My my greatest . . . I think for me, my greatest joy is just living my vocation, as corny as that might sound. Yeah. I mean, to me that that’s my greatest joy, that I can get up every morning and go out and minister as a Presentation Sister, wherever that is. Whether I'm in the parish, or a Catholic youth camp, or in my family, or in community. That's my greatest joy. And, you know, that's certainly my happiest and most alive, when I’m actually with young people in a programmatic format. Seeing young people grow in their relationship with Christ is great joy for me. And, when I'm working with the parish and the beginnings ministry program and, you know, it’s like a toddler kind of wobbling in the first few weeks, first few months. And then, at the end of the year, to look back and evaluate the growth that is happening, and to identify the obstacles and opportunities for the coming year. You know, it gives me great joy.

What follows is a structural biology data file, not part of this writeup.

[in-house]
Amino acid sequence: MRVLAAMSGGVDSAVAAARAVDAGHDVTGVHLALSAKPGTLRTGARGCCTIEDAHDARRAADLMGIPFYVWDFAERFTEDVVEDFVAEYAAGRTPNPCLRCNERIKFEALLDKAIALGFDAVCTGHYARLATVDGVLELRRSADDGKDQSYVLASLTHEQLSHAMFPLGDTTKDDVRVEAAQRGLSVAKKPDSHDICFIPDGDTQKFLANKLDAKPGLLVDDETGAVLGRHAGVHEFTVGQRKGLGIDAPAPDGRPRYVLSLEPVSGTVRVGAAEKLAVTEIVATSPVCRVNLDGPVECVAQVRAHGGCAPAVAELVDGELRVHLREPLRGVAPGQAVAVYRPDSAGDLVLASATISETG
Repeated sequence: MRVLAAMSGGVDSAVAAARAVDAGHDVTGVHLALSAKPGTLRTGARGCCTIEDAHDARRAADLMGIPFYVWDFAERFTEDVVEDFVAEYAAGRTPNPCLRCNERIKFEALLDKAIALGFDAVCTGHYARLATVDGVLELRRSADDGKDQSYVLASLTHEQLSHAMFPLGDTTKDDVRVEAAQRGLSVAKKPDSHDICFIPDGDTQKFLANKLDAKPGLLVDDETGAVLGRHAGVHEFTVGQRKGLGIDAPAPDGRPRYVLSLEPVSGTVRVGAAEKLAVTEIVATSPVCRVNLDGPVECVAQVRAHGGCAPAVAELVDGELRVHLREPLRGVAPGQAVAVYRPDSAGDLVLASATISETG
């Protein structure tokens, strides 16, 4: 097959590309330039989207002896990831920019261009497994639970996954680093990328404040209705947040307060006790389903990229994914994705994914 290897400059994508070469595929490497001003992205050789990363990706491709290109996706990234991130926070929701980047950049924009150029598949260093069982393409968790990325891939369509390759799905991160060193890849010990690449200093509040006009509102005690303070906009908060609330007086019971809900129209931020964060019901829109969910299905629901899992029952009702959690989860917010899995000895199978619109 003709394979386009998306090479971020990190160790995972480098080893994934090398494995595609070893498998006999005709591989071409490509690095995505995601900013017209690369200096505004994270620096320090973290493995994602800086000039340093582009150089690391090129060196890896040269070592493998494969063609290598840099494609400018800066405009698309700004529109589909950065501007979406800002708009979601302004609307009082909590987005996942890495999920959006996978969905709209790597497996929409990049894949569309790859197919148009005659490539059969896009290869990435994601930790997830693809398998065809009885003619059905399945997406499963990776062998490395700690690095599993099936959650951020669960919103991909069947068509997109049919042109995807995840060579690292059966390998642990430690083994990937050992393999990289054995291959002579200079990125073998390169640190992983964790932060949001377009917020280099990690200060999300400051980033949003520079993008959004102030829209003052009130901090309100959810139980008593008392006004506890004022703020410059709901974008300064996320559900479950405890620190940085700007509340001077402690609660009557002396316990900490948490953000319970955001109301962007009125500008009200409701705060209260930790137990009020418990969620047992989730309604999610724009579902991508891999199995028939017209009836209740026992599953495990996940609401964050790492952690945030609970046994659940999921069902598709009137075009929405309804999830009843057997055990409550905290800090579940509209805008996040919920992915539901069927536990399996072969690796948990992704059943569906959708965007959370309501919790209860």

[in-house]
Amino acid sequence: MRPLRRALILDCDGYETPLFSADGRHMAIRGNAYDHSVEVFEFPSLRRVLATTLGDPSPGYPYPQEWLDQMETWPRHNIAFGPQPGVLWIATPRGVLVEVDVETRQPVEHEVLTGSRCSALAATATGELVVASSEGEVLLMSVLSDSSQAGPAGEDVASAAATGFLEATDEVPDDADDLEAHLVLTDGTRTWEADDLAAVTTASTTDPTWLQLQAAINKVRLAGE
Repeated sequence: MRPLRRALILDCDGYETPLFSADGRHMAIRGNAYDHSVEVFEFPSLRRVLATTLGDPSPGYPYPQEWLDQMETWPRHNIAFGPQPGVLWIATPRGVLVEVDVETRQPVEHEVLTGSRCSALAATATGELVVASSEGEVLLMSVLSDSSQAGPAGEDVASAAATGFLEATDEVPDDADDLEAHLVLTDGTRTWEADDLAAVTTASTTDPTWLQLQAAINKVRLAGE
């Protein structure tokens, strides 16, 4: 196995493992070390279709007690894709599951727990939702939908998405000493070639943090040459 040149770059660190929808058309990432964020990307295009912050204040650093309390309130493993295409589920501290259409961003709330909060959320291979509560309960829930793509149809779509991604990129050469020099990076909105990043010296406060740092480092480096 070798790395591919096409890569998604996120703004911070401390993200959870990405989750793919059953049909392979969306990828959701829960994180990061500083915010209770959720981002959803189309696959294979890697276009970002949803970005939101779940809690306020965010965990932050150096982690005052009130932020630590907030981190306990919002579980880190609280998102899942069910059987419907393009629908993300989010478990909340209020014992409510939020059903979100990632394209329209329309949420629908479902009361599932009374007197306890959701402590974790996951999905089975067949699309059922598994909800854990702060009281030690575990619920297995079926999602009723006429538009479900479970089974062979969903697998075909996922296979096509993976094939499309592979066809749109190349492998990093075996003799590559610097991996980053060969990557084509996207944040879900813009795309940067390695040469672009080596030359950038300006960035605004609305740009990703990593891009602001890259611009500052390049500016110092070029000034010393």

I think the role of women religious today is to continue to live our vows with integrity. I think that we are called to continue to live the charism of our congregation with hope and courage. You know, at a time when people might see the lack of numbers in congregations, and we are having to restructure residences, and restructure ministries, and you know deciding where our resources will be spent. So, I think that our role, and I certainly feel my role, today, is just to continue to live my vows with joy, and zeal, and energy, and excitement. And, to share that with others, and invite others to be a part of that. Whether it’s for . . . We certainly hope for vowed religious life, but we also, you know, are thrilled as men and women join us as partners in ministry and associates. You know, it's people who, as alumni, who are living our charisms and spreading that in their families, and in the vocations, and in their ministries. I think that’s our role just to continue to live our call with hope, and zeal, and integrity, and joy. It's simple. Yet, complicated.